feel-good titled USA PATRIOT Act being perhaps the most controversial and
sinister of them here at home.

That being said, the public also forgets that although USA PATRIOT is still
heralded as a "tool" for law enforcement to fight terrorism, it was used (or
abused) repeatedly for non-terror-related criminal investigations, according
to a Department of Justice inspector general released last year.  Therefore,
as a patriotic American, it's my duty to alert my fellow concerned
countrymen to this clear and present danger to American liberties that, as
evidenced in the State of the Union, is a declared priority for the Bush
Administration during 2004.   Congress and the American people were fooled
into supporting the passage of the USA PATRIOT Act back in 2001 -- and must
not allow their emotions or ignorance to keep this controversial,
anti-American law alive.

Notwithstanding the above, the Administration is making a full-court press
in support of the USA PATRIOT Act, as evidenced on the White House website:

January 20 (State of the Union): "...Inside the United States, where the war
began, we must continue to give our homeland security and law enforcement
personnel every tool they need to defend us. And one of those essential
tools is the Patriot Act, which allows federal law enforcement to better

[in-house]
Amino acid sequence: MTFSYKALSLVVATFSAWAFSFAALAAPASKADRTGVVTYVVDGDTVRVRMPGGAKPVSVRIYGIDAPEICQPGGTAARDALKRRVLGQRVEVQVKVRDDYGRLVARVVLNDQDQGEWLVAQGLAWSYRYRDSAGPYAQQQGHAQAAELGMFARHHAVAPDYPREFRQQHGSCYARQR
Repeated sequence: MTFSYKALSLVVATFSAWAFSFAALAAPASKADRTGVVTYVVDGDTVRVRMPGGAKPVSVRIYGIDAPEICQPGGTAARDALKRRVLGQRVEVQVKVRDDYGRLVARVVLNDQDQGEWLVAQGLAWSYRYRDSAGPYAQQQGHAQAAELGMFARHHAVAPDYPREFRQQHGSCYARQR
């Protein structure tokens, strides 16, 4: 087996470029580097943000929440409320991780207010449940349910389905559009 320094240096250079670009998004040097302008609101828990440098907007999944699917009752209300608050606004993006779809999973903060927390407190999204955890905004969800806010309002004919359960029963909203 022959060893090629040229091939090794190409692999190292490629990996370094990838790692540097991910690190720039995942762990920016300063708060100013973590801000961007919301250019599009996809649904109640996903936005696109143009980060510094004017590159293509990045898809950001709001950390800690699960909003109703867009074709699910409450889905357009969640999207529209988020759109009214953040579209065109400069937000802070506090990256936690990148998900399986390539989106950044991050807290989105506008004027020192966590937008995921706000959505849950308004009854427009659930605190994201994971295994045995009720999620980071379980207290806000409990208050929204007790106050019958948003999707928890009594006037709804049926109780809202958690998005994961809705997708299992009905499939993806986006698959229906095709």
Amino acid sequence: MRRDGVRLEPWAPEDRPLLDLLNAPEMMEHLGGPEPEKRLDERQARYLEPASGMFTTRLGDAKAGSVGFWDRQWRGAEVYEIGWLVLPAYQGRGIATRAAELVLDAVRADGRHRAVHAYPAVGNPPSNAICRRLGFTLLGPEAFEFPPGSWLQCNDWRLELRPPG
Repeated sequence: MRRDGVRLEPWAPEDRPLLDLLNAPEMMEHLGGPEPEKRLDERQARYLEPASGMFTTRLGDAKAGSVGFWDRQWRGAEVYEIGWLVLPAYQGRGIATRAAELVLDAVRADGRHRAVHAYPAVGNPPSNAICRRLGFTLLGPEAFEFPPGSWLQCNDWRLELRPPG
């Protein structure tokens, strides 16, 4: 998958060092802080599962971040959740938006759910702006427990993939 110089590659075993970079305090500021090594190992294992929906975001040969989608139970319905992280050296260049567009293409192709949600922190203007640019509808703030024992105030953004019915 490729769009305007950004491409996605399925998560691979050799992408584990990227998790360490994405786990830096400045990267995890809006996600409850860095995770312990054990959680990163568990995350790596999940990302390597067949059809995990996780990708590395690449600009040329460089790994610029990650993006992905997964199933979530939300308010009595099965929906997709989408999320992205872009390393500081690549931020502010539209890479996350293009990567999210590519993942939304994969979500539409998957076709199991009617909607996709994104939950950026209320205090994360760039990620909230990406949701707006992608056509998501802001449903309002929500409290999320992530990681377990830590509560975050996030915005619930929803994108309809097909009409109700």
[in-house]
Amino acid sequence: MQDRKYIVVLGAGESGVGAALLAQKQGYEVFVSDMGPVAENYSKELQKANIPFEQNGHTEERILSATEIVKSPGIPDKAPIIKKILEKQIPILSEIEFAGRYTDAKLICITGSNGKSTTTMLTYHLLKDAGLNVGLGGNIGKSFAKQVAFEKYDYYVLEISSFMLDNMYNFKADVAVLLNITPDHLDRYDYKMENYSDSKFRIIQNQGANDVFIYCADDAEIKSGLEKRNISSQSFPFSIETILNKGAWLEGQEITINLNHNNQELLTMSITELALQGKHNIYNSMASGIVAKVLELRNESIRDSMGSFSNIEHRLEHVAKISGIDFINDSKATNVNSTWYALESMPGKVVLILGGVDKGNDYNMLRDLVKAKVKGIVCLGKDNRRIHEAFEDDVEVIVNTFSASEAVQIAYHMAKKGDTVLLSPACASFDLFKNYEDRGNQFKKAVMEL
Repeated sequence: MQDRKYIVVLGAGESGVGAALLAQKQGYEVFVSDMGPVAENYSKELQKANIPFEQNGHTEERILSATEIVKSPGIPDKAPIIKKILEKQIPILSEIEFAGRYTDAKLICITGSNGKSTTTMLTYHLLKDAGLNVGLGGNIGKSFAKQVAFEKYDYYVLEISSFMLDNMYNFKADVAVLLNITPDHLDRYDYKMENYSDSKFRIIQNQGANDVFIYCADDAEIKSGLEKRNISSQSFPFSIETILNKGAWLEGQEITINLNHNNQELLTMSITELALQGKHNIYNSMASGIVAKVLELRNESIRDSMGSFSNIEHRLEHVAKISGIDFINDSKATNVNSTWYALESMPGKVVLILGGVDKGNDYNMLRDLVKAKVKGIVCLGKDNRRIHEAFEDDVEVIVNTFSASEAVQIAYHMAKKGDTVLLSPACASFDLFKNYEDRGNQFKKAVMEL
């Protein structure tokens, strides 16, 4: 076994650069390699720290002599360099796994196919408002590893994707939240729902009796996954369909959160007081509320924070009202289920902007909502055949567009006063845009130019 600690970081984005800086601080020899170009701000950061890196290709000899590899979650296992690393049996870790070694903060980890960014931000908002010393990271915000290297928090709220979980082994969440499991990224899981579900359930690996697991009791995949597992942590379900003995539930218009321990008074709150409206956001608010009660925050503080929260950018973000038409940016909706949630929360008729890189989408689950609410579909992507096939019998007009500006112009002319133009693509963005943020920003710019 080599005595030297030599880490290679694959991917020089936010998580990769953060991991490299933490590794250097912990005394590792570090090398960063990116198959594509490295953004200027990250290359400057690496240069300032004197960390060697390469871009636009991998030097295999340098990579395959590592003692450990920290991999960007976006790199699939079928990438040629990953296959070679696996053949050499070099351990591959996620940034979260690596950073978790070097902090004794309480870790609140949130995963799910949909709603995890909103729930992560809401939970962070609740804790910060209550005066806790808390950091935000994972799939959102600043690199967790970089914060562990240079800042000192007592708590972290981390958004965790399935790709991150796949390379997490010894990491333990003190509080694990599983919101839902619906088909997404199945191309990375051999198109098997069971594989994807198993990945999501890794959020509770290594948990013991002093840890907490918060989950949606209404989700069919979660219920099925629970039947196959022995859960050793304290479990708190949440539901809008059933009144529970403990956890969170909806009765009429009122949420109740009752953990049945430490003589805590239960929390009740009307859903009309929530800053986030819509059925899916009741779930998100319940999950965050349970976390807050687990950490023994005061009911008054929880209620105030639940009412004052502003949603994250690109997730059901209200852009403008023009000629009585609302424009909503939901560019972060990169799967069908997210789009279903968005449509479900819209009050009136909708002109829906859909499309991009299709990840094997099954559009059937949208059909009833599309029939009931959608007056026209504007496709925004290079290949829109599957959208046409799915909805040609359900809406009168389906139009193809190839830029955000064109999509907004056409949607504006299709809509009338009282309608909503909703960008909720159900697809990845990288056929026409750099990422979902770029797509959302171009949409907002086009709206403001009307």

share information, to track terrorists, to disrupt their cells, and to seize
their assets. For years, we have used similar provisions to catch embezzlers
and drug traffickers. If these methods are good for hunting criminals, they
are even more important for hunting terrorists. (Applause.) Key provisions
of the Patriot Act are set to expire next year. (Applause.) The terrorist
threat will not expire on that schedule. (Applause.) Our law enforcement
needs this vital legislation to protect our citizens. You need to renew the
Patriot Act. (Applause.) "

January 21 (President Discusses Job Training and the Economy in Ohio): "...I
see local officers here. It is very important that we provide law
enforcement with the tools necessary to fight and win this war. I called for
the renewal of the Patriot Act. I want to tell you why. It is important that
we be able to share information at the federal level. It's important we have
the authority to be able to seize assets. These tools in the Patriot Act,
most of the tools we have been using for years against embezzlers or
criminals. We're at war. It seems like to me it is logical that we apply
tools that we've used to catch embezzlers to be able to catch terrorists.
The Congress needs to renew the Patriot Act so we can win the war on terror
and secure the homeland. (Applause.)"

January 22 (Vice-President Discussing GOP Policy at the CPAC Annual Meeting
in DC): "...Inside our country, where the war began, we must continue to
give homeland security and law enforcement personnel every tool they need to
defend us. And one of those essential tools is the Patriot Act, which
authorizes federal law enforcement to share more intelligence information,